One of America’s best-known charities to help wounded veterans, the Wounded Warrior Project, is facing accusations of using donor money toward excessive spending on conferences and parties instead of on recovery programs, according to a CBS News report.
CBS compared how the Wounded Warrior Project spends donations compared to other long-respected charities.
For example, Disabled American Veterans Charitable Service Trust spends 96 percent of its budget on vets. Fisher House devotes 91 percent. But according to public records reported by "Charity Navigator," the Wounded Warrior Project spends 60 percent on vets, or only $180 million out of annual revenues of $300 million.
Where does the rest of the money go? A lot of it, as the network reported, is spent on lavish, catered parties and conferences at five-star vacation resorts. According to the charity's tax forms, spending on conferences and meetings went from $1.7 million in 2010, to $26 million in 2014. That's about the same amount the group spends on combat stress recovery — its top program.
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Marine Sgt. DeMonte Cheeley wears his Purple Heart to recognize the bravery of the five service members killed in the July 16, 2015, attacks in Chattanooga, according to Marine Times.
“I feel honored, but at the same time, I still don’t want to take away from the fallen five,” Cheeley told Marine Corps Times Tuesday after receiving the Purple Heart. “I’ll definitely wear it in honor of the fallen five.”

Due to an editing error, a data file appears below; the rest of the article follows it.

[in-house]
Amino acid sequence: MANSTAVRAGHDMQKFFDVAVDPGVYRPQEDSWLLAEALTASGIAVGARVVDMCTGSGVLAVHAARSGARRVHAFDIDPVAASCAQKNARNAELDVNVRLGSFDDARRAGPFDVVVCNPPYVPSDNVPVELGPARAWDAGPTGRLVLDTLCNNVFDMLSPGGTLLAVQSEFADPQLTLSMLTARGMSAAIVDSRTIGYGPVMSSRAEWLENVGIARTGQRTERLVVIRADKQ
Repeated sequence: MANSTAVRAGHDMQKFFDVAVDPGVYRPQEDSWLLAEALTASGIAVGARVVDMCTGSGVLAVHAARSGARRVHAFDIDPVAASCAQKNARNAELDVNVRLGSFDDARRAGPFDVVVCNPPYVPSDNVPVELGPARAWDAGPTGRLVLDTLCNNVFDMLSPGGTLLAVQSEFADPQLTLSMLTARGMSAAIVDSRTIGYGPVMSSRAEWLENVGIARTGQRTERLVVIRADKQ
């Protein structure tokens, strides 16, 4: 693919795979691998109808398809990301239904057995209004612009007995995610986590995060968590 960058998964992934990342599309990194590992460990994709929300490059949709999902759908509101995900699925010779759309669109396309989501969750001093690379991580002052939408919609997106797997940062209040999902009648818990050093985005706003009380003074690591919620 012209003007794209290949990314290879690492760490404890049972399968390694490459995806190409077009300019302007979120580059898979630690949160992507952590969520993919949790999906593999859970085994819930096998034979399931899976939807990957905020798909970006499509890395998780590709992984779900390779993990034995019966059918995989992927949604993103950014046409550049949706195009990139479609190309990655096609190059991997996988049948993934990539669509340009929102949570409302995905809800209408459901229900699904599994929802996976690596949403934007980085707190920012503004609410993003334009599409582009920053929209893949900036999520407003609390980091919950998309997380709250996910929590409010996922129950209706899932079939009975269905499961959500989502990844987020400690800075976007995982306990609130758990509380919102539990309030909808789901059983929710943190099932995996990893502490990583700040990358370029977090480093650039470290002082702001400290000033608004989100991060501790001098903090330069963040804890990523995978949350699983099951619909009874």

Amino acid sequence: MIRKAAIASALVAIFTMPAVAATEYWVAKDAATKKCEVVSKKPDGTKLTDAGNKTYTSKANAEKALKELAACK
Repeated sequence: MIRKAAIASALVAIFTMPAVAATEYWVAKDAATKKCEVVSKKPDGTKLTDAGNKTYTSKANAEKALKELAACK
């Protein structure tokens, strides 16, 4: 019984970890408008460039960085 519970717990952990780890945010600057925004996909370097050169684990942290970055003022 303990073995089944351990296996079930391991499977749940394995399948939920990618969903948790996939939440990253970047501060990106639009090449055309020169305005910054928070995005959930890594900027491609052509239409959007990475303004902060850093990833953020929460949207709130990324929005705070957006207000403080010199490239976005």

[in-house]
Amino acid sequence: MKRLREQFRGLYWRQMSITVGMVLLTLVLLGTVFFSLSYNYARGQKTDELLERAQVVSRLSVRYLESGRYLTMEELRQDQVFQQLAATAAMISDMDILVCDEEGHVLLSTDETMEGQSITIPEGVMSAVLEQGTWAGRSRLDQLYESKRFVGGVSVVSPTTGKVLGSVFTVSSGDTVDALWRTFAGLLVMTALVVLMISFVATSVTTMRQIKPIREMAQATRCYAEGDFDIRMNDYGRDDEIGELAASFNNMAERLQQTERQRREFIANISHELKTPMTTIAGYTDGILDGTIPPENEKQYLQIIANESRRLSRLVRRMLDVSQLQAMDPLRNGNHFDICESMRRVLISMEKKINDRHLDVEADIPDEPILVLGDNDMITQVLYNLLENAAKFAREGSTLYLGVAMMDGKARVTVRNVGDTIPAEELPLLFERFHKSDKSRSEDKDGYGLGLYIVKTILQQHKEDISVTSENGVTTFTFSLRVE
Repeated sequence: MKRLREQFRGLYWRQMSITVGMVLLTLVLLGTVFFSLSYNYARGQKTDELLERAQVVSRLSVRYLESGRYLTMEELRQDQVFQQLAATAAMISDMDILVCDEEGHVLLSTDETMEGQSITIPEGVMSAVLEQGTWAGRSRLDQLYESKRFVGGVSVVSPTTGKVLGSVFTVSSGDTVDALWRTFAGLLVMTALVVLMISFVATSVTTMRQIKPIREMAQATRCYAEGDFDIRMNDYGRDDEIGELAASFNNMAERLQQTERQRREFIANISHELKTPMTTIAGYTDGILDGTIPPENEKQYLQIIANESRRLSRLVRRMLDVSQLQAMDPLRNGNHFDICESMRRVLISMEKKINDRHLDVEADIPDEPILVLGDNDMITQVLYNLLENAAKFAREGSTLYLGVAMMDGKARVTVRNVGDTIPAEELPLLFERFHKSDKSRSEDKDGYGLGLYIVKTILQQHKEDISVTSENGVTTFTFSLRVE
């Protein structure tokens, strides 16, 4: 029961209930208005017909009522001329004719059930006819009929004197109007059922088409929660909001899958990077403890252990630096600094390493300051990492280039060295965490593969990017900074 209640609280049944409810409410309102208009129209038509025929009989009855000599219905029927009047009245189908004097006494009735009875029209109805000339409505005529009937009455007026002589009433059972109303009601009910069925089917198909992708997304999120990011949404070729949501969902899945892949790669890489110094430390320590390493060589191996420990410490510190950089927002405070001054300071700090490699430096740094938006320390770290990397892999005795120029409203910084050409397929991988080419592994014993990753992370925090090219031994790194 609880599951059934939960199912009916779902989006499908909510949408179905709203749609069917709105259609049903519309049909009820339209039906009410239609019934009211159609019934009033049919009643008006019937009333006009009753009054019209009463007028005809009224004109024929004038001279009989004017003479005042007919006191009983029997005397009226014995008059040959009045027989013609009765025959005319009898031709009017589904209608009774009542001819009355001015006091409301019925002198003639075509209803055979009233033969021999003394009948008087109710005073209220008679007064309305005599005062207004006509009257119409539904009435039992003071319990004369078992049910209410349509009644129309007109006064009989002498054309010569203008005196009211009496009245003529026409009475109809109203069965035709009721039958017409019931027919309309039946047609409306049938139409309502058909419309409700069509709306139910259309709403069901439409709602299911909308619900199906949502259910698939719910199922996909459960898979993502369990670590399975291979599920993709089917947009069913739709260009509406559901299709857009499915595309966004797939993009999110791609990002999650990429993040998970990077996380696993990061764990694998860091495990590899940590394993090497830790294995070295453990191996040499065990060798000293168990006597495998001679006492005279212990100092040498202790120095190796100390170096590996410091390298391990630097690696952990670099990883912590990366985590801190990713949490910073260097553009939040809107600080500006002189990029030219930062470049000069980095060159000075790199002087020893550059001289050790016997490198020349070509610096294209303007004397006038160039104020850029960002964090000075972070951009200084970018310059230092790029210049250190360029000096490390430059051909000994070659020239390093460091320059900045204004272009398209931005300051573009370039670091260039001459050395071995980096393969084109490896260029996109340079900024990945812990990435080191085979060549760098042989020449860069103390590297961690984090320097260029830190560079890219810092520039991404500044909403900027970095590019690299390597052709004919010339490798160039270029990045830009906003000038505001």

Congress passed legislation for a new veterans ID card last summer, but it will likely be another year before any are issued, Military Times is reporting.
The Department of Veterans Affairs has begun drafting regulations for production and issuing of the ID cards, designed to give veterans easy proof of their military service for non-federal activities.
Legislation authorizing the cards, sponsored by Rep. Vern Buchanan, R-Fla., passed through Congress without objection last July. He argued that veterans needed the option for a veterans ID to help individuals who have to carry around copies of their discharge paperwork to get discounts or services at a host of private businesses.
Veterans requesting the IDs would have to pay a small, yet-to-be-determined fee, to cover production costs.
An active shooter was reported Tuesday morning at the Naval Medical Center San Diego, triggering a massive response fr om law enforcement, but the incident appears to have been a false alarm, according to Military.com.
Capt. Kurt Jones, commander of U.S. Naval Base San Diego, said an investigation into the matter turned up "absolutely nothing."
“As you're aware, we've had reports —I'd like to emphasize the word 'reports' —of shots fired this morning,” he said during a press conference later in the day. "As of right now we have found absolutely nothing that would indicate that any shots were fired."